Gallery: Oil Prices Top $106 Per Barrel as Crisis Flares in Libya

Photo © Lars Christopher Nøttaasen

Libya has the largest reserves of oil in Africa — and the ninth largest reserves in the world — however in the wake of weeks of political upheaval and dissent the country’s daily production of 1.6 million barrels has declined by more than half. As a result, oil prices are now skyrocketing around the world, and today the cost of a barrel of oil topped $106 – the highest the cost of oil has risen in the past two and a half years. If there’s ever been a concrete event signaling the urgent need to shift towards more sustainable energy sources, this is it.

Photo © Antony

The conflict in Libya has already taken its toll around the world – pump prices are increasing across the states, and Spain has announced lowered speed limits and public transportation incentives to help cope with the rising price of oil. The US and other countries are currently considering tapping into strategic oil reserves following last week’s landmark 7% price rise, and some analysts believe that if oil rises above $150 for more than a few months it could trigger another recession. The United States’ heavy reliance on foreign oil also constitutes a threat to national security that has the military currently investing in renewable initiatives.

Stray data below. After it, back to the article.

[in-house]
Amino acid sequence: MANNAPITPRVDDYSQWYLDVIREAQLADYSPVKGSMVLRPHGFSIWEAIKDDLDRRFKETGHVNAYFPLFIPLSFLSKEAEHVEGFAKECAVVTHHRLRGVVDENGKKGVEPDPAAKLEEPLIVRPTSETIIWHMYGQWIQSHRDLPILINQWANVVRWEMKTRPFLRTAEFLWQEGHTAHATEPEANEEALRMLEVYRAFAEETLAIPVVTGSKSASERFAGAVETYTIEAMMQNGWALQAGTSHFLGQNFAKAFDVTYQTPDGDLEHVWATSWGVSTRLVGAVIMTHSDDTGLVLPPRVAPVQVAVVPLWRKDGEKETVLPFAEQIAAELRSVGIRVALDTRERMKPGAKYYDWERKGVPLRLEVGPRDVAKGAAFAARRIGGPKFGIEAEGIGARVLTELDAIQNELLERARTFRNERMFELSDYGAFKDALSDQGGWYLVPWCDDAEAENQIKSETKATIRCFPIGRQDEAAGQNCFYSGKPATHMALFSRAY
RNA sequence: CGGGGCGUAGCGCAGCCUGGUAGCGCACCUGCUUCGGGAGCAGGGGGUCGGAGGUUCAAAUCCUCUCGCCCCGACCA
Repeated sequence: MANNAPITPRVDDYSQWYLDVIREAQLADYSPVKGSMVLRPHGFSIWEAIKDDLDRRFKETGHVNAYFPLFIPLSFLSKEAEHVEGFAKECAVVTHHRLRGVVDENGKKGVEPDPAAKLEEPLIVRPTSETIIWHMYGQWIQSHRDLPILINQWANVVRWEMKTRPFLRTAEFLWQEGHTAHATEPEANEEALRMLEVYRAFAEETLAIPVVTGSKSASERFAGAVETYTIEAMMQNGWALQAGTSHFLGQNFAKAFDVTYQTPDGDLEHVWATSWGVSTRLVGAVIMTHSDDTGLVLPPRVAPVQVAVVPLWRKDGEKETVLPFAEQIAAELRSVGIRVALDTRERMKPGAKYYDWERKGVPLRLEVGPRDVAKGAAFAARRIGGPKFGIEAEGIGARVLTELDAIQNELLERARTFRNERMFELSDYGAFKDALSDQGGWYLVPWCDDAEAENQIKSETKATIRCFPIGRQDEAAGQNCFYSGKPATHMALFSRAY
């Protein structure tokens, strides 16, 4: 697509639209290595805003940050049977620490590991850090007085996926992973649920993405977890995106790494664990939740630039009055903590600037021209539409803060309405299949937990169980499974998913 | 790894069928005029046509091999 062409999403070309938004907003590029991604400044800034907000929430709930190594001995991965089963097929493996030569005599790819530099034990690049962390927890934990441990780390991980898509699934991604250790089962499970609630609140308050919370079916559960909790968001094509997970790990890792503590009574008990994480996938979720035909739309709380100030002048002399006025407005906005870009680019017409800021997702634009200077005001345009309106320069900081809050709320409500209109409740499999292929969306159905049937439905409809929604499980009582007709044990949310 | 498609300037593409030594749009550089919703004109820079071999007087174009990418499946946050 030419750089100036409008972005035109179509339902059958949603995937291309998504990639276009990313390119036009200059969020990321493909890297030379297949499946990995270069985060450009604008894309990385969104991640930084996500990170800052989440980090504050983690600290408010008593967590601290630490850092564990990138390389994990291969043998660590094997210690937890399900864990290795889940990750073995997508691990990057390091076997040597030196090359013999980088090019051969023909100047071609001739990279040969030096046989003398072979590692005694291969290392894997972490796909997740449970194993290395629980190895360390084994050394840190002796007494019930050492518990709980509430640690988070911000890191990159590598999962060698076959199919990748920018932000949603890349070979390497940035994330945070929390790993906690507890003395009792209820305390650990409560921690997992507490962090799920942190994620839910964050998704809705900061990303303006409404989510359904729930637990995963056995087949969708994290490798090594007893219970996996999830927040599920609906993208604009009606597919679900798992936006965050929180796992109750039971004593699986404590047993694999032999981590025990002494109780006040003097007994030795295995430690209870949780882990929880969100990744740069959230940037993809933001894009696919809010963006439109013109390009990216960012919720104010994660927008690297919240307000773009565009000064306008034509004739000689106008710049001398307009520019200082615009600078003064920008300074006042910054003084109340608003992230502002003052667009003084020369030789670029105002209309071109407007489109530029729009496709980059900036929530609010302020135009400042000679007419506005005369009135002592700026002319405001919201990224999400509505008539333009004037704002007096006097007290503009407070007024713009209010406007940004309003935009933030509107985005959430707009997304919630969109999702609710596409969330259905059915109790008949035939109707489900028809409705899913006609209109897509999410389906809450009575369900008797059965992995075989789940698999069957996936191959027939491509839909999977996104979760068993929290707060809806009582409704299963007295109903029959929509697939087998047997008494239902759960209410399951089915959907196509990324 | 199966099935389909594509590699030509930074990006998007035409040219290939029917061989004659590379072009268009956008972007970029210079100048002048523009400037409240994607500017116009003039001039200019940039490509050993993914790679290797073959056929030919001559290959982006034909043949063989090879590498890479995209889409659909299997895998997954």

As the fires of Libya’s political unrest ignite soaring oil prices across the globe, there’s never been a better time to call for sustainable energy sources that decrease our investment in foreign oil. From biofuels and electric vehicles to large-scale solar and wind installations, we currently have the technologies necessary to transition towards a more sustainable, fossil-fuel free world.


Lead photo © Lars Christopher Nøttaasen


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1 Comment

  1. GrantHenninger March 7, 2011 at 1:28 pm

    Libya makes up less than 2% of OPEC’s daily production. Even with the decline in production coming out of Libya, OPEC is still hitting their production numbers, which means there has been no change in the oil supply on the market. What is happening is that market middlemen are bidding up the price of oil futures with the expectation that there will be a supply shortage somewhere in the future. There is no fundamental reason why the price of oil should be high right now other than some people’s greed.

    If you look at the price of wheat futures, you’ll see that as soon as the unrest in the Middle East started, the price of food went way down as people sold their wheat futures and moved money into the oil market. The price of oil has nothing to do with what’s going on in Libya and has everything to do with what’s going on on Wall Street.

    If you want to report on the price of oil, report the real story. Wall Street is using the Libyan unrest as cover to make millions on the backs of the rest of the economy.

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